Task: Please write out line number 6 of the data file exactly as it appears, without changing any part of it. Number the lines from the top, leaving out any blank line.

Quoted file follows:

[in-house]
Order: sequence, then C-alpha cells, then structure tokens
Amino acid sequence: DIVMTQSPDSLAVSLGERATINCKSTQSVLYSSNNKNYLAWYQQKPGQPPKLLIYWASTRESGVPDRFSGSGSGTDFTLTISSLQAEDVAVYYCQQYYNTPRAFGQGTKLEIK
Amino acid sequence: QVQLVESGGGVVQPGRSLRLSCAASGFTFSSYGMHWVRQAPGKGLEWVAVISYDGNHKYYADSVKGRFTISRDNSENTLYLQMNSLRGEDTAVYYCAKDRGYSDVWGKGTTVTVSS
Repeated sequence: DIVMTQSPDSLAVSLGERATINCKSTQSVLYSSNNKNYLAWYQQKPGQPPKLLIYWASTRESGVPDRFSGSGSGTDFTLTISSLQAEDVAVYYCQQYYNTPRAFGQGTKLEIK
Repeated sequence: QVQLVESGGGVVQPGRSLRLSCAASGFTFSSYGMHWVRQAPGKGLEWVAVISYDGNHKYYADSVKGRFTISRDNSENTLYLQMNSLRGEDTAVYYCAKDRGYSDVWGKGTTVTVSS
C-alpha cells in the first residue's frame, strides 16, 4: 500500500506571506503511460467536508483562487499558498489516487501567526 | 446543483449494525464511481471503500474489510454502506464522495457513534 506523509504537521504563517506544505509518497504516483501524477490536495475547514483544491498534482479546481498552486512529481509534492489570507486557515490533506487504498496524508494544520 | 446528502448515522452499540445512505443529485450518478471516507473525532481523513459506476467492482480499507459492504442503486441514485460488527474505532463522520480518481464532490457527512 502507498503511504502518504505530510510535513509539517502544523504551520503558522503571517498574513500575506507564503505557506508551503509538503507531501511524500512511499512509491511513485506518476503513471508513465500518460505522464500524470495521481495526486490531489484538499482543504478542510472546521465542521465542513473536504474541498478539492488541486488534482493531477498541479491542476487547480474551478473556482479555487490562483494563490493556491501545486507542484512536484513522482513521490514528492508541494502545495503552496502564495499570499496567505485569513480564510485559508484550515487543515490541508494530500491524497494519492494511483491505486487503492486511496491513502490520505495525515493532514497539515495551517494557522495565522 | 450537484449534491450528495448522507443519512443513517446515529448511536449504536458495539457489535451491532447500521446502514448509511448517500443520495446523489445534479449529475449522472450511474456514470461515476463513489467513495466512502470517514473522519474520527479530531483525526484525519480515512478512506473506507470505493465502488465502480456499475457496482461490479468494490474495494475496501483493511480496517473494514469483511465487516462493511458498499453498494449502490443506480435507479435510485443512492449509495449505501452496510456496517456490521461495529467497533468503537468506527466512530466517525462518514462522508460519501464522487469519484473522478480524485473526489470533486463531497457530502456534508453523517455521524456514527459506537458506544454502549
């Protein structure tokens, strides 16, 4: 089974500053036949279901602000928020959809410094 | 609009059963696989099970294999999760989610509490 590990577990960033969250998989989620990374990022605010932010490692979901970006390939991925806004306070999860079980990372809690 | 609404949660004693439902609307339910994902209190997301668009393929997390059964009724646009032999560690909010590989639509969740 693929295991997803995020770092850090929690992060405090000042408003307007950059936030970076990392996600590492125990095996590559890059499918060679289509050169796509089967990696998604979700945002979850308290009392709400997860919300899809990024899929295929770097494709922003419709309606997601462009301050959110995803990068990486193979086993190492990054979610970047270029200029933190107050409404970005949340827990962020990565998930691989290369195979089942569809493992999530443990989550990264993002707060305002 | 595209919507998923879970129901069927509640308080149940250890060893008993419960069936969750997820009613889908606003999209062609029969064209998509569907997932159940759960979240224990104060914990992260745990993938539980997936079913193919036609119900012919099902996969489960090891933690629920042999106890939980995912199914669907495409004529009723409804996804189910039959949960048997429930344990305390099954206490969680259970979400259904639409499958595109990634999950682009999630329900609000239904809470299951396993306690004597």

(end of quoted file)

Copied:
Repeated sequence: QVQLVESGGGVVQPGRSLRLSCAASGFTFSSYGMHWVRQAPGKGLEWVAVISYDGNHKYYADSVKGRFTISRDNSENTLYLQMNSLRGEDTAVYYCAKDRGYSDVWGKGTTVTVSS